Oh Snap(chat)! Tech Giants Master the Art of Mobile Marketing

Jul 19, 2016

mobile-ads.jpgMobile advertising is on the rise, anticipated by many to lead the global advertising market- perhaps even by the end of this year.  Social media, in particular, has become an increasingly popular channel for marketing in all industries, giving advertisers unique opportunities to increase brand awareness and optimize user engagement.  Here's a quick look at how of few of the world's biggest tech companies are building their mobile brands:

Snapchat is currently working on a new advertising platform that uses geolocation and image recognition software to offer users coupons, ads and unique filters.  In a recently discovered patent filing, the company illustrates the potential to move beyond the current geofilters available for specific locations and events, offering a new assortment of filters based on the objects in a user's photos. One specific example used is a photo of the Empire State Building.  Snap a quick picture of this iconic structure, and you might have the option to filter it with an animated King Kong.  During this time, the app may also send a menu for the STATE Grill & Bar, or target ads based on stores in the building's lobby.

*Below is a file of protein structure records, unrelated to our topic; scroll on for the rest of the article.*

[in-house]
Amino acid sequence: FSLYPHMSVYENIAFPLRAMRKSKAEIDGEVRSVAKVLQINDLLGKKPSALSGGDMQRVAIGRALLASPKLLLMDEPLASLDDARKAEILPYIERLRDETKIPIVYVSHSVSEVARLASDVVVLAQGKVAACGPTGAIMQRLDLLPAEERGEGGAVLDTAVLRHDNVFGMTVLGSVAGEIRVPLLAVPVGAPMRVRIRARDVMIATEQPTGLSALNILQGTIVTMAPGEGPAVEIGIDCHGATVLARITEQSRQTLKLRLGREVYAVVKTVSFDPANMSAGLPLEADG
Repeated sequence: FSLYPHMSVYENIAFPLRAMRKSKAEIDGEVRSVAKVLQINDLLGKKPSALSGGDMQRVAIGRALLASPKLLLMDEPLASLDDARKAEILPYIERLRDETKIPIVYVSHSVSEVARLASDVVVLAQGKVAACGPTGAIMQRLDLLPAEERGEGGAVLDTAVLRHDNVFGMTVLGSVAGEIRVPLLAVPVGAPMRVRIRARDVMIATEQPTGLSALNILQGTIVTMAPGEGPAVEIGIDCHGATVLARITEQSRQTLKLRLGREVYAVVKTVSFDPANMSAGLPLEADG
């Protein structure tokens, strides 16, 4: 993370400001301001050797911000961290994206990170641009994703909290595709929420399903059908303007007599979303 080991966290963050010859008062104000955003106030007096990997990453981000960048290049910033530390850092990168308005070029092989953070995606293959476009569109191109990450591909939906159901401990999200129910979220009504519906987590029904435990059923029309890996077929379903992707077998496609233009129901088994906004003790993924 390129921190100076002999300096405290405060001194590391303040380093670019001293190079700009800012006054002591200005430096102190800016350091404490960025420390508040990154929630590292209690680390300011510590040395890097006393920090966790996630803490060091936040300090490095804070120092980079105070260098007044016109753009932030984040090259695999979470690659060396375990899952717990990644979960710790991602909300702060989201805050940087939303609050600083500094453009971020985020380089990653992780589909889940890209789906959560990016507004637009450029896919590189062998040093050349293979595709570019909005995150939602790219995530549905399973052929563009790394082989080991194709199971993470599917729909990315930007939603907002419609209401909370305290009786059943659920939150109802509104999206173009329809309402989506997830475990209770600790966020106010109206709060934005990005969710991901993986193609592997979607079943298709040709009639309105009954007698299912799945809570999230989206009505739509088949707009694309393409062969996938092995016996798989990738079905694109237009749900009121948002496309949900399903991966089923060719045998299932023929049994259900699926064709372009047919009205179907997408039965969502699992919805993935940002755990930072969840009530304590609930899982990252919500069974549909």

Facebook is also focusing on its advertising, especially on the mobile side.  In fact, first quarter reports show that more than 80% of the social media company's ad revenue stream came from its mobile division, and it's continuing to rack up related patents.  Particularly, Facebook has developed a knack for app-related advertisements and has even been called one of (if not the) largest platforms for app marketing.  Most recently, the company has announced the use of App Event Optimization for its mobile app install ads, which can target ads based on a person's likelihood to "take valuable actions within their apps."  Essentially, those who buy more, complete a higher number of levels, or frequently launch similar apps are deemed more likely to download and use a new app they see advertised. 

In a recent blog posting, Google announced the addition of price extensions to its Adwords service. Businesses in all industries can create an ad, choose their search terms and even set a budget, only paying when a potential customer clicks or calls.  The new price extensions aim to give participating advertisers  a more "structured way of highlighting information," providing Google mobile users with multiple rows of product or service descriptions and price information before they click.  The tech company is also expected to launch AMP for Ads in the near future, a project aimed at encouraging  the development of faster mobile ads.  The initiative will come with specific guidelines and code requirements that will help businesses to create more mobile-friendly advertisements for consumers. 



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